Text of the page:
Former Harris County Pct. 1 deputy constable pleads not guilty on drug and money laundering charges

HOUSTON, Texas (KTRK) -- A former Harris County deputy constable and his girlfriend charged with conspiring to possess with the intent to distribute cocaine both pleaded not guilty on Wednesday.

On April 1, a federal grand jury returned a three-count indictment against Alexsander S. Reyes, 47, and his girlfriend, Priscilla Yvette Cervantes, 44, both of Huffman. They were arrested Tuesday, with Reyes placed in his own handcuffs.

The indictment alleges Reyes laundered what he believed was $350,000 in drug proceeds over a four-month span of time.

At the time of the offense, Reyes was a deputy constable with Harris County Precinct One Constable's Office. The charges allege that on two occasions in the fall of 2020, Reyes attempted to launder proceeds from drug activity and that he and Cervantes conspired to possess and distribute cocaine.

During an initial appearance in court Wednesday afternoon, prosecutors asked that Reyes stay behind bars awaiting trial. A hearing on that matter is set for Friday. Cervantes was released from custody pending her trial. She is not allowed to leave Harris County or its contiguous counties and must surrender her passport.

The two share a 4,300-square-foot in Huffman. Purchased in 2017, the home is valued at more than $600,000, according to tax records. According to county records, the couple applied for a marriage license on March 22, just two weeks before their arrests.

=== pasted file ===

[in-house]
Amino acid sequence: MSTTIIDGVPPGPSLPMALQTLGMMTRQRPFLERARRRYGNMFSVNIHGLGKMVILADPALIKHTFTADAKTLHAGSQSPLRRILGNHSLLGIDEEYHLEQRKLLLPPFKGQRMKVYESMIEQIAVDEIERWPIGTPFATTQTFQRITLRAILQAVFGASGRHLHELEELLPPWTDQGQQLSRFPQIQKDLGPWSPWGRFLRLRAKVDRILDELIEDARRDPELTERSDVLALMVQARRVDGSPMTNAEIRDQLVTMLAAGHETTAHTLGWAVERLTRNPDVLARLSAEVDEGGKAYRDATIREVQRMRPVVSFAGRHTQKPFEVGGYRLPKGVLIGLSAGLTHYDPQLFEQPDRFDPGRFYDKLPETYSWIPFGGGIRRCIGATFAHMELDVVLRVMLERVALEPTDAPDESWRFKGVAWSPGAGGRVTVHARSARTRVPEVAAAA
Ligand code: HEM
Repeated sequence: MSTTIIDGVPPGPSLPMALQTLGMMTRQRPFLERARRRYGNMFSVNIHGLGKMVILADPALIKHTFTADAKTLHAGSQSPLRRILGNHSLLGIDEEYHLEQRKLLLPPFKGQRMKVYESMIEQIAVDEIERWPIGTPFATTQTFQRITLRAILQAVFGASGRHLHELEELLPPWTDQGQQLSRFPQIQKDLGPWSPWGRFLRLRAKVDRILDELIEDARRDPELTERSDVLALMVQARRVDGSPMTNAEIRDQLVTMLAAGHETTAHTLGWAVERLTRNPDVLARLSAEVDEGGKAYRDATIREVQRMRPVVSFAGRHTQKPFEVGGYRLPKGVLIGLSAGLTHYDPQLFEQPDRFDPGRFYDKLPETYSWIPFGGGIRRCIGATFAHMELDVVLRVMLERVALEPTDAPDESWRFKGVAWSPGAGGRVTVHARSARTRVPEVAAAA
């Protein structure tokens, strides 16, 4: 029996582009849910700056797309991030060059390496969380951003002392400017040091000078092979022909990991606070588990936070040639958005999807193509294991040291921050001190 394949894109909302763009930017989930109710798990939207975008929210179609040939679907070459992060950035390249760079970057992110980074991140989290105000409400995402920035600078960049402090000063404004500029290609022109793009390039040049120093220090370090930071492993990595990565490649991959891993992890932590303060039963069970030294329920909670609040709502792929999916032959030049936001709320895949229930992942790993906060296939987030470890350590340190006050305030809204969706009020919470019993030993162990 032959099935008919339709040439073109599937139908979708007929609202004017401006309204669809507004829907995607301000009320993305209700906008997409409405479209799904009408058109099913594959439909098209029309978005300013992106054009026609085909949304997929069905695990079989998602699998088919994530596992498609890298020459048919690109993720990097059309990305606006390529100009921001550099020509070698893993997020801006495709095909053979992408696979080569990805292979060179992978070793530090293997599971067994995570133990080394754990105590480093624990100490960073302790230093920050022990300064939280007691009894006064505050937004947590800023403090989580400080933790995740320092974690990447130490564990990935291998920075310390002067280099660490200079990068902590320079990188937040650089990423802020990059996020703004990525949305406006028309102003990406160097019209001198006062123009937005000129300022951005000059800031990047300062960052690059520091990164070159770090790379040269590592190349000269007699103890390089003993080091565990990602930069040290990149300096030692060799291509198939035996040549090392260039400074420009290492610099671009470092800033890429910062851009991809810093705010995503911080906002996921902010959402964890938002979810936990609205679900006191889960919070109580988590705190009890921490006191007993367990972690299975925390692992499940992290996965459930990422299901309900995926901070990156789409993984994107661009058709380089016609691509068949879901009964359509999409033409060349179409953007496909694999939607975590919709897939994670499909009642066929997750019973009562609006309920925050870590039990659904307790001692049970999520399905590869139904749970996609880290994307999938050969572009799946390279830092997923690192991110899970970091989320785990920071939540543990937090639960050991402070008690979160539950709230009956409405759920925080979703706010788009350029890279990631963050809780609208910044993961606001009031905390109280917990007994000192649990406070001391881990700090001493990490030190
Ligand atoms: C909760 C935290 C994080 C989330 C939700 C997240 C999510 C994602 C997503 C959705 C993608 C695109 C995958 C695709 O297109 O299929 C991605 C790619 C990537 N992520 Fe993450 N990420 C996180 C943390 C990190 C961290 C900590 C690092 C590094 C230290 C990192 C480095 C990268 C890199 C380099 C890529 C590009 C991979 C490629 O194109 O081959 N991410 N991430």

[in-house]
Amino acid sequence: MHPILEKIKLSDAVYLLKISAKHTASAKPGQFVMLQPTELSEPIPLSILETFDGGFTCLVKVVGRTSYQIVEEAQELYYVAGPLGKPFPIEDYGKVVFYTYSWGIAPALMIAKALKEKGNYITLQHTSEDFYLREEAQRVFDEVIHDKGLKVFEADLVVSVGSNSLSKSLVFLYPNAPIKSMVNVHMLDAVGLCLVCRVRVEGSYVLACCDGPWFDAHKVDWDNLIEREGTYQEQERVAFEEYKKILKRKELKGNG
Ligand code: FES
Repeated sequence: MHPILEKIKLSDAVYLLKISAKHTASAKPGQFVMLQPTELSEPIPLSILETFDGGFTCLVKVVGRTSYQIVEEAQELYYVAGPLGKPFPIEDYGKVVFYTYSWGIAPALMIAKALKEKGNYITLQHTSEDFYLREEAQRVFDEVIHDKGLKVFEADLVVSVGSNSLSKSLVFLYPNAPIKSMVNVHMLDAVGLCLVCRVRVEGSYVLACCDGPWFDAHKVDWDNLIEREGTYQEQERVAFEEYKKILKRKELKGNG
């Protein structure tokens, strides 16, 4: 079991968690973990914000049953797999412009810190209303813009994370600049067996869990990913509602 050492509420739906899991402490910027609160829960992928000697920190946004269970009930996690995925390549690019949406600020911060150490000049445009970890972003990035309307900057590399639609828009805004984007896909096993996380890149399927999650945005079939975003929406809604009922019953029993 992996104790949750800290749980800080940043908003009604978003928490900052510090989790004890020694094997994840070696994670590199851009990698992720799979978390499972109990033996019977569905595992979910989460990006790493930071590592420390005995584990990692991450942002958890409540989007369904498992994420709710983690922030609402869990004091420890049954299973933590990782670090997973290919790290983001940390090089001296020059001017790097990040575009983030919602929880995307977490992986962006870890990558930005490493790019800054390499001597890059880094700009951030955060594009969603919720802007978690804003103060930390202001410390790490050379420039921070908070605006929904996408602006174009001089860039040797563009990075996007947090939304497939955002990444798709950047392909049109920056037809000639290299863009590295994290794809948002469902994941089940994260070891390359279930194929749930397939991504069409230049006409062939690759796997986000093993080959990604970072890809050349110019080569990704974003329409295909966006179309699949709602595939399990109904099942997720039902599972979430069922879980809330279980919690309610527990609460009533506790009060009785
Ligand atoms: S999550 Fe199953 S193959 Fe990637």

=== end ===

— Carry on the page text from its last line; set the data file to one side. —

Constable Alan Rosen confirmed that Reyes had worked for his office since August 2016 and was assigned to the patrol division. He was fired immediately at the time of his arrest, according to the constable.

"Our community expects us to hold ourselves accountable. I want the community to know we took proactive steps to investigate this case with the FBI," said Constable Rosen. "Our community asks us to uphold the law and hold ourselves to the same standard as everyone else. I believe we should hold ourselves to an even higher standard. There is no room in this department for those who think and act otherwise."

Reyes and his girlfriend are charged with one count of conspiracy to possess with the intent to distribute cocaine. If convicted, they face a minimum of 10 years and up to life in prison as well as a possible $10 million maximum fine. Reyes also faces up to 20 years if convicted of either of the two counts of money laundering.

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